Indicators of Method Employment (Barseghyan-2015)
An attempt to answer the question of Indicators of Method Employment which states "The employed method of theory appraisal of a community at some time is not necessarily indicated by the methodological texts of that time and must be inferred from actual patterns of theory acceptance and other indirect evidence."
|Community||Accepted From||Acceptance Indicators||Still Accepted||Accepted Until||Rejection Indicators|
|Scientonomy||1 January 2016||The theorem became de facto accepted by the community at that time together with the whole theory of scientific change.||Yes|
Indicators of Method Employment (Barseghyan-2015) is an attempt to answer the following question: What historical facts serve as indicators that a method of theory appraisal is employed by a scientific community?
See Indicators of Method Employment for more details.
One putative method of learning the employed method of the time is by studying texts concerning scientific methodology to learn what method was prescribed by the community or advocated by great scientists. However, such indicators can yield incorrect results. During the second half of the eighteenth century and the first half of the nineteenth century, the scientific community explicitly advocated the empiricist-inductivist methodology championed by Isaac Newton. This methodology held that new theories should be deduced from phenomena, and that unobservable entities should not be posited. However, the historical record actually shows that several theories positing unobservable entities did, in fact, become accepted during this period. These include Benjamin Franklin's theory of electricity, which posited an unobservable electric fluid, the phlogiston theory of combustion, and the theory that light is a waveform in a luminiferous ether. Thus the accepted methodology does not necessarily indicate the employed method of the time. 1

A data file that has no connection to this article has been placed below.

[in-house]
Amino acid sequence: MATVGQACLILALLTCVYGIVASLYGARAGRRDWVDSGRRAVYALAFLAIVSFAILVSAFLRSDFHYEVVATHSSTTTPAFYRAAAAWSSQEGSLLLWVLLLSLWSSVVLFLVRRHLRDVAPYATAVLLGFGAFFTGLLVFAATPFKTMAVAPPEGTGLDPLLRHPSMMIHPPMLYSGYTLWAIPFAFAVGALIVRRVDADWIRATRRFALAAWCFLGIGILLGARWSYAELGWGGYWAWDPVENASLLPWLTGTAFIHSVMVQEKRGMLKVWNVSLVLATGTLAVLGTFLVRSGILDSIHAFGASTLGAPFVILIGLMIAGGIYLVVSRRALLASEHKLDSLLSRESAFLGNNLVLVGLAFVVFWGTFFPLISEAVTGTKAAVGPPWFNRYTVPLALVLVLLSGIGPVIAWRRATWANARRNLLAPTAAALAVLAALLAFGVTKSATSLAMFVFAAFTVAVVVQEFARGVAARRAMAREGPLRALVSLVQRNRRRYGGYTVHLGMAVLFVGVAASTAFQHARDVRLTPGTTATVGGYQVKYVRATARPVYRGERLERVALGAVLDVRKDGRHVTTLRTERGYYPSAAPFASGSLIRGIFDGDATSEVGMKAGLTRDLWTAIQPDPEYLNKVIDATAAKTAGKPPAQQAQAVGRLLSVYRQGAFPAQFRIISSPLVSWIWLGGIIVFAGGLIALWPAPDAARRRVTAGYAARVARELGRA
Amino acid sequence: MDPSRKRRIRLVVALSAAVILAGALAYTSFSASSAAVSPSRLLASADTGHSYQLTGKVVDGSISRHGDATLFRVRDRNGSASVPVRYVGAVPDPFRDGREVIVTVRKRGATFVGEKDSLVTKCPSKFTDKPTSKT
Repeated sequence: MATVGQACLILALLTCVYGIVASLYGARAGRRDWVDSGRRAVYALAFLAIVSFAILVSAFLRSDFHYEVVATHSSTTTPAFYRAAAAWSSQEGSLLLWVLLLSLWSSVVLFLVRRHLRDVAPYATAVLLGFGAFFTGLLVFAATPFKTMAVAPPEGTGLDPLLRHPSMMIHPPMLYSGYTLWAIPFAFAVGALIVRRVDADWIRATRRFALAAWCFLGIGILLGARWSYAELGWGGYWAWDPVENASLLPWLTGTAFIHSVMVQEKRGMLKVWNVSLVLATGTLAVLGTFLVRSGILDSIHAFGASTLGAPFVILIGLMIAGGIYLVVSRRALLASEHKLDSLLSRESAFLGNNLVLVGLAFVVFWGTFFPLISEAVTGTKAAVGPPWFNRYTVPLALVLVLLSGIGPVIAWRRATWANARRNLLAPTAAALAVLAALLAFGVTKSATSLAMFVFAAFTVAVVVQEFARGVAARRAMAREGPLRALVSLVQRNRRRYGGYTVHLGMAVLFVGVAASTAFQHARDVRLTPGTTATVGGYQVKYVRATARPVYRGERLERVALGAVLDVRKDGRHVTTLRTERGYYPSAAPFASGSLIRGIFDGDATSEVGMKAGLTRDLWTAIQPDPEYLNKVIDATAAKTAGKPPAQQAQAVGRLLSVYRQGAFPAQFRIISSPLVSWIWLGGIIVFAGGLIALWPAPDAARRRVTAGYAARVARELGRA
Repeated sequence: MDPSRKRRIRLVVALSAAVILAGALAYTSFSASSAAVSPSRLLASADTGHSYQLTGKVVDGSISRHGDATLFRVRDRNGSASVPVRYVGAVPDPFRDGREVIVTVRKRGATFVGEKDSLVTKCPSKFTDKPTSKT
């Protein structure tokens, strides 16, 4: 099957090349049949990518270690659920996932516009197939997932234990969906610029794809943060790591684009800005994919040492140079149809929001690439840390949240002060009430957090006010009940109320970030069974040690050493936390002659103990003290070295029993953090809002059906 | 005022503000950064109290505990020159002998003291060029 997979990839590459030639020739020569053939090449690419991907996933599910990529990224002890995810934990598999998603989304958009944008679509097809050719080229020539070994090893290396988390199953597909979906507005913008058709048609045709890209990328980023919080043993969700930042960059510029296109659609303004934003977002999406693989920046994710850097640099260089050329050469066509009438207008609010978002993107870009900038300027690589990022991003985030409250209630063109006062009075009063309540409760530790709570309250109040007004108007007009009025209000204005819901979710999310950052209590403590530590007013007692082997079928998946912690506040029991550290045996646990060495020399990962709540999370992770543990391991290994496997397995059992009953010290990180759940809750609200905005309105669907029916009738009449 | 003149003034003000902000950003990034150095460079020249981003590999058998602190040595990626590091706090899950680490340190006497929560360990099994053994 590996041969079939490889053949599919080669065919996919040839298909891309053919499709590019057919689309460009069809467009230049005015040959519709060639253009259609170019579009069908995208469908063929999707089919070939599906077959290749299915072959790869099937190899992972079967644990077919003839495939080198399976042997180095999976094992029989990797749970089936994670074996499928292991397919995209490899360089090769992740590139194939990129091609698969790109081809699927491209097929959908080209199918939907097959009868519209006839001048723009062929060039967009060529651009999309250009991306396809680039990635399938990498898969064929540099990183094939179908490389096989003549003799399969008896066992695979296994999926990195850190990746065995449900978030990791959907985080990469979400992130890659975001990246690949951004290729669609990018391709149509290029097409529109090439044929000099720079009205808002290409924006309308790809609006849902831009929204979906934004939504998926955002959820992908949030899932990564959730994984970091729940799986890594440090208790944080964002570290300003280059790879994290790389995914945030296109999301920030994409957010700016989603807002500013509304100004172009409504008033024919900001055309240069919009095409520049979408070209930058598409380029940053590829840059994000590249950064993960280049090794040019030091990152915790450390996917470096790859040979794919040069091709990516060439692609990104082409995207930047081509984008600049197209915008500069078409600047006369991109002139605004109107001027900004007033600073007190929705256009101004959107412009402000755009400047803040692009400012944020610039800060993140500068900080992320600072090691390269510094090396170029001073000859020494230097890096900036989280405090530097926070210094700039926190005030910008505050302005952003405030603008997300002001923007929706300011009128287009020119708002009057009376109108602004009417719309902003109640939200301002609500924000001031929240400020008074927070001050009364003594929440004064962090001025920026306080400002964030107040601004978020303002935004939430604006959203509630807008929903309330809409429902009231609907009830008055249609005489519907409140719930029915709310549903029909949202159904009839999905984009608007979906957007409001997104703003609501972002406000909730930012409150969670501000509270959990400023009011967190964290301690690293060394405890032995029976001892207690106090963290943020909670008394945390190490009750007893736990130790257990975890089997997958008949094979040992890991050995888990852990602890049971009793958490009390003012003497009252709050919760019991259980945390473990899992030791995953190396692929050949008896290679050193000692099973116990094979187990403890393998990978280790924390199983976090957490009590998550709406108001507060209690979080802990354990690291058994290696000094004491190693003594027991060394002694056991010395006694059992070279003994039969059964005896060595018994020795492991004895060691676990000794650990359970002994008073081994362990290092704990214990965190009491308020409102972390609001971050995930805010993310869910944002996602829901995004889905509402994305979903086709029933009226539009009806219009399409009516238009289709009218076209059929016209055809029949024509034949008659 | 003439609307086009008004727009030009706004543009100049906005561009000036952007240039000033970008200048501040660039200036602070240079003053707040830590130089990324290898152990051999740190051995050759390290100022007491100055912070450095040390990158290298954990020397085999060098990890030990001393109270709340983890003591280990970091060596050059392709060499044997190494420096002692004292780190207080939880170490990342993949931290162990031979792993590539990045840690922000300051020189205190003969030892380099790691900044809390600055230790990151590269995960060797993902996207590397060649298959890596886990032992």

More promising indicators of method employment are indirect, via inference from historical facts about what theories are accepted, the process of appraisal, and the prior state of the mosaic. For example, one might note what sort of theories become accepted during a particular time period by some community and try to determine why. If theories become accepted after some novel prediction they make has been confirmed, then the employed method of the time was most likely hypothetico-deductive. On the other hand, if theories do not require confirmed novel predictions to become accepted, then some other method might be the one employed. The most suitable indirect indicators of method employment will vary from case to case with context and culture.
- Barseghyan, Hakob. (2015) The Laws of Scientific Change. Springer.
Paul Patton (100.0%)